Acquiring higher numbers – character level, reputation level, average item level, arena rating, currency costs and even ‘the number of players’. Canceling 40-man raids because only 32 people showed up was common in Classic WoW; thus, today’s 10-man raids have a lower Barrier Difficulty right at the start. The completion of quests as a barrier of entry (also referred to as ‘’Attunements’’) has over time been completely abandoned. Acquiring a flying mount to access dungeons and raids in the air also falls into this barrier of entry, but it has been mitigated with the Dungeon Finder tool which teleports you directly into the instance.

  1. General Game Difficulty – This type determines how much effort is needed to achieve the overall goal of the game. Usually RPG games have two intertwined general goals:
  • Character Growth – Most RPGs have a simple general goal of ‘’become stronger’’, and since the only real way of becoming stronger in WoW is by obtaining items (gear), the general goal of the game is ‘’get better items’’.
  • Victory – In almost all cases, ‘’Character Growth’’ goal must be achieved in order to accomplish the ‘’Victory’’ goal. In singleplayer RPGs ‘’Victory’’ is often a simple ‘’Finish the story’’, but since there is no end to the story in MMORPGs, the ‘’Victory’’ goal is therefore ‘’Defeat the Ultimate Boss’’ which is always replenished by the release of new content and expansions.

No ultimate boss rules forever.

Communication – Following the current situation, and over the long run, leads me to think that everyone involved should really specify what the hell they are talking about, what DO they and what DON’T they want. This is a rough chronological summary of events that lead to this situation over the past 10 months:

  • Blizzard announces that they ‘’want to make the game more Accessible’’ (Barrier Difficulty) and for that goal they implement the Raid Finder tool (reduced Encounter difficulty), new more powerful items obtainable outside of raids (reduced General Game Difficulty) and over time implement a gradually increasing 5% to 30% buff on player stats in the final raid (reduced Encounter Difficulty)
  • Players complain that the game is too easy since they defeated Deathwing on Raid Finder (achieved ‘’Victory’’) and that there’s nothing for them to do in the game (General Game Difficulty is too easy),  they claim that it should be longer and that Blizzard should bring back attunements (Barrier Difficulty).

Most common response from other players as counter argument‘’keep quiet until you have completed Heroic versions and turn the buff off if it’s too easy for you’’ (Encounter Difficulty).

  • Players complain that dungeons are too short and that raid bosses are too easy since they don’t have to pay any attention in order to defeat them (Encounter Difficulty is too easy).

Most common response from other players as counter argument – longer dungeons and harder raids are horrible because ‘’they don’t have 2 hours a day to spend for a single dungeon’’ (General Game Difficulty, effort required in achieving ‘’Character Growth’’) while others claim that ‘’they pay for the game so they also have the right to see the content, and that the ‘special snowflake’ elitists should stop trying to take their fun away from them’’ (Accessibility – Barrier Difficulty).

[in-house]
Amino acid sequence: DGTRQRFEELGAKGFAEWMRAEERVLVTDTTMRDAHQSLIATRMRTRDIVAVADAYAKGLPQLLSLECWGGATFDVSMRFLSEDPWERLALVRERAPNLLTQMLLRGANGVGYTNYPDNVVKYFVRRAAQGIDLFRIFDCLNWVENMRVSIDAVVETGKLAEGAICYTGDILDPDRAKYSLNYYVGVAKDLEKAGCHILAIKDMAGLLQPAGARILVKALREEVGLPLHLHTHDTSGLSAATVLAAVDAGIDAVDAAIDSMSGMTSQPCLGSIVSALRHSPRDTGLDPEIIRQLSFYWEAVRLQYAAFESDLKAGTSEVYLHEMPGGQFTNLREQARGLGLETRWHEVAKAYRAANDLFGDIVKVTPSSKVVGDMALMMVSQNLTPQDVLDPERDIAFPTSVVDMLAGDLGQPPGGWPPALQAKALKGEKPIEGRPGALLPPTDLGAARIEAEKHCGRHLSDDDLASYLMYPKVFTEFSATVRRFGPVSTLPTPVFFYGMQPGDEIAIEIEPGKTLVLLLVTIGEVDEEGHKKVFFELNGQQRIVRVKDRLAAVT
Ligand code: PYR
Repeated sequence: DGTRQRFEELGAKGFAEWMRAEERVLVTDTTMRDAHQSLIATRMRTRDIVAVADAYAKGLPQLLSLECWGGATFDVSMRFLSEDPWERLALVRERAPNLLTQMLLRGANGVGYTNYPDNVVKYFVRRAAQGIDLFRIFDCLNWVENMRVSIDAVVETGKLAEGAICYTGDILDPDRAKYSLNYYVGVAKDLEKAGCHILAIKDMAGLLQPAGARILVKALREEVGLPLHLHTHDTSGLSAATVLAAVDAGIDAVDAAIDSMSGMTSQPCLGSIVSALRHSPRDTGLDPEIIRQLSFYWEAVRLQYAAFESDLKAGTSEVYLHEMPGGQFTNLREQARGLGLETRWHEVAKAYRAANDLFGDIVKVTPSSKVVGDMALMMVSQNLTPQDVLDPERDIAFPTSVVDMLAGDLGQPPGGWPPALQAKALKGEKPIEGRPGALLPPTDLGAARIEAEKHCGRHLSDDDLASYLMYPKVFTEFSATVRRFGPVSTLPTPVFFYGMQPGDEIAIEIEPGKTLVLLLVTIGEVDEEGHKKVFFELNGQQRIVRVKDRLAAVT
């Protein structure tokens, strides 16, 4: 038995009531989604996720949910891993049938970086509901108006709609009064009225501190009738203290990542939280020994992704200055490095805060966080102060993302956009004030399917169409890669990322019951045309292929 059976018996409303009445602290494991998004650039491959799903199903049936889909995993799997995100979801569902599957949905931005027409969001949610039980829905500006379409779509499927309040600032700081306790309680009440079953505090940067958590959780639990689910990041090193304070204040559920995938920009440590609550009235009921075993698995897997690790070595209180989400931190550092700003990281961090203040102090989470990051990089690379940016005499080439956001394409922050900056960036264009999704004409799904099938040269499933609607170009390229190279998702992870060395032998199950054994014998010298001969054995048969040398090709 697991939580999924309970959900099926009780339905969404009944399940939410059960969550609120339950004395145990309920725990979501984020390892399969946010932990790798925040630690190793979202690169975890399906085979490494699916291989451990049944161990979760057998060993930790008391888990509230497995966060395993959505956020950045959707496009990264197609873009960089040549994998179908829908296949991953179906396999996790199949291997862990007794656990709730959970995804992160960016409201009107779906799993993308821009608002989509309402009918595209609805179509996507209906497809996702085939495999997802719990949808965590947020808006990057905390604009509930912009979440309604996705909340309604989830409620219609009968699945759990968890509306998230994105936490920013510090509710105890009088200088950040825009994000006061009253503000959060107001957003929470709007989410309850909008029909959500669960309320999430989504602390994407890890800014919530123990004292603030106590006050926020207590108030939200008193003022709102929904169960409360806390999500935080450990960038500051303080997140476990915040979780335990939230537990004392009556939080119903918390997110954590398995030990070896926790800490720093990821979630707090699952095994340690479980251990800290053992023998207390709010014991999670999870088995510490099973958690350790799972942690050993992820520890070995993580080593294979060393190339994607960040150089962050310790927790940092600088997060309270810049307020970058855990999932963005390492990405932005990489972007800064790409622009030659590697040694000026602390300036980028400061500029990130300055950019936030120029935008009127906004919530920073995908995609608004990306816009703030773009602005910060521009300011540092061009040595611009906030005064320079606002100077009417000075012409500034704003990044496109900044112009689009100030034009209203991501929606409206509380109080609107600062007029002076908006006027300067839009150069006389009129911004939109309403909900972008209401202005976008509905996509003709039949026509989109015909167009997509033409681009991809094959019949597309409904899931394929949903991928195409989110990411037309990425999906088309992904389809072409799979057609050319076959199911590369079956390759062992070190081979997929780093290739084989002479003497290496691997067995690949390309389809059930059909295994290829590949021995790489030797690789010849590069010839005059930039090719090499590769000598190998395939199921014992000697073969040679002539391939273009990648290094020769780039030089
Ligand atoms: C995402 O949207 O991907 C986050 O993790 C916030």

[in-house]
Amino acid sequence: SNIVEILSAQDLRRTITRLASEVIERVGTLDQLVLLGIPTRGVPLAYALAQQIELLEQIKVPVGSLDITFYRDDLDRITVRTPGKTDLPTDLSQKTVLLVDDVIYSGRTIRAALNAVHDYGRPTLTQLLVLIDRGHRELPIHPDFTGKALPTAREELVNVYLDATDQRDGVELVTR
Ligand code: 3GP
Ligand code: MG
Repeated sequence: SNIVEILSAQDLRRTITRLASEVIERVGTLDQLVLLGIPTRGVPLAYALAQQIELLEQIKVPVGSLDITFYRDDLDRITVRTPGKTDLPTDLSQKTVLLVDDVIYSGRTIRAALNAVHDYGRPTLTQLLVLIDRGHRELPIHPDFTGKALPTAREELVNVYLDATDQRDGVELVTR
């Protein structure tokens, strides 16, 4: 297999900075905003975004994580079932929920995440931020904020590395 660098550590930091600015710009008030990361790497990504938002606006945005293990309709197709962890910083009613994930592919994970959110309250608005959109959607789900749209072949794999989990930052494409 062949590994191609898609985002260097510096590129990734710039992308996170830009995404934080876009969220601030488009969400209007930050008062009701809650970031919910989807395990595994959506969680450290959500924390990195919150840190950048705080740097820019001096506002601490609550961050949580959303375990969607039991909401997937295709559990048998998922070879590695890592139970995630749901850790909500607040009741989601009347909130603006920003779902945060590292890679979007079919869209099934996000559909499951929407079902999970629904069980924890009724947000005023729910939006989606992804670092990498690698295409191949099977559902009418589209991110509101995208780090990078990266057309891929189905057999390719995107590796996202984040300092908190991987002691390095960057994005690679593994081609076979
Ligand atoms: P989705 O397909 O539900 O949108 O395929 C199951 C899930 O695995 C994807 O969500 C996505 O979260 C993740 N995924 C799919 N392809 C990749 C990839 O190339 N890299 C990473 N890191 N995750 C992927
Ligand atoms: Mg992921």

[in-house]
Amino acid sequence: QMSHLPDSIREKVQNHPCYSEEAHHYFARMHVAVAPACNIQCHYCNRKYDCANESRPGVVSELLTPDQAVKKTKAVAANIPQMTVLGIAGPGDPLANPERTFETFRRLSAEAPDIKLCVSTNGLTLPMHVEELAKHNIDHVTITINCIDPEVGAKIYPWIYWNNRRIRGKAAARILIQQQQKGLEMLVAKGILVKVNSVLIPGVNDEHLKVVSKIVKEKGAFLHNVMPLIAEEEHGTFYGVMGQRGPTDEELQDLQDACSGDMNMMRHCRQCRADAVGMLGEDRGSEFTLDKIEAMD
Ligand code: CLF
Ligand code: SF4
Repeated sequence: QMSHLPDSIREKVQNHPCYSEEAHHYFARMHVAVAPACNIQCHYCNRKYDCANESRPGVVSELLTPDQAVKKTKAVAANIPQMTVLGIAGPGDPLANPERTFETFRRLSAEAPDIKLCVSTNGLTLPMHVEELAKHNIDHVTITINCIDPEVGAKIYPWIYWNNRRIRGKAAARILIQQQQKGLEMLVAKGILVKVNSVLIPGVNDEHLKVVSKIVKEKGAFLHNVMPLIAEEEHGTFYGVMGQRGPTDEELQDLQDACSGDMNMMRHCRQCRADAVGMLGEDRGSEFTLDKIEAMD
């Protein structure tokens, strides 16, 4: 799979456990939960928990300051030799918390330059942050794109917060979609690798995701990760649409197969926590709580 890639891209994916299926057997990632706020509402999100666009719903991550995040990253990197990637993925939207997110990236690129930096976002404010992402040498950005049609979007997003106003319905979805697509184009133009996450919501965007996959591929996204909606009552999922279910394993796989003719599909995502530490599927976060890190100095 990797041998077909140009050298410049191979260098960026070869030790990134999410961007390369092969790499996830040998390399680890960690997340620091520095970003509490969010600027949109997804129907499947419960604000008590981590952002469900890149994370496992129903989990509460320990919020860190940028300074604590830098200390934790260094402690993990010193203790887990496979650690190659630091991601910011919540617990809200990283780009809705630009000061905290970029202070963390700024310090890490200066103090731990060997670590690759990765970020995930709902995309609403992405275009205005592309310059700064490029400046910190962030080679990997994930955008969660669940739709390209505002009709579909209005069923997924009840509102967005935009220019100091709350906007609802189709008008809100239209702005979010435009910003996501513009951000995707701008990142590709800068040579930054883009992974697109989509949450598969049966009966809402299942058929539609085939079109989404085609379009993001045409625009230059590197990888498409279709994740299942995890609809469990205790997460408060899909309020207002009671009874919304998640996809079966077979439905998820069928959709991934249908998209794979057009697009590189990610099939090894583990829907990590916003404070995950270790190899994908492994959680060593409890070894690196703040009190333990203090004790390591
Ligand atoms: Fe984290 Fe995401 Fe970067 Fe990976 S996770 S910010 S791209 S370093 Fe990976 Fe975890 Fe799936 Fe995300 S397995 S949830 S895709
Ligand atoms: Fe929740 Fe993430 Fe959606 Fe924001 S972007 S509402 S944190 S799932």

• Players claim that they can’t find anyone to go with to the previous raid tiers and that making all previous raids (other than the current content patch) redundant is just stupid. They claim that the game should return to the way TBC was designed, with steady progression through each raid tier (Barrier Difficulty is too easy).

Most common response from other players as counter argument‘’Back to TBC?? No way, f*** that ****! I don’t want to start banging my head against a wall for each boss in dungeons and raids, it took ages, it was too hard and not fun at all’’ (Encounter Difficulty) as well as ‘’I don’t want to farm for 2 hours before every raid for flasks and potions like it was needed in TBC!’’ (General Game Difficulty, ‘’Character Growth’’).

To reach Kil’jaeden, the final boss of the Burning Crusade, players had to complete 7 raids beforehand.

These situations could be seen almost every day within the community, and as one can notice – everyone is talking about their own thing. Even more unfortunately, it seems even Blizzard can’t pinpoint which difficulty the players actually want and which don’t they want, so when players simply state that ‘’the game is too hard’’, Blizzard reduces all possible difficulties in one move. Why? Because of lousy communication.

This is most evident when players are claiming that the ‘’whole game is too short’’ (from the moment of reaching maximum level to defeating the Ultimate Boss) and they are addressing General Game Difficulty, and Blizzard pulls out charts, graphs, quotes and witnesses that not everyone has defeated the Ultimate Boss on Heroic difficulty and states that ‘’you haven’t beaten the game until you have beaten this encounter’’, which usually results in a move made famous by Captain Picard.


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Greg is in fact a cute little fluffy kitten that likes cake, games... and undead. Thinks that Zombies are so 2008, and would like to see some skeletons and wraiths take the spotlight for a change, they need love too!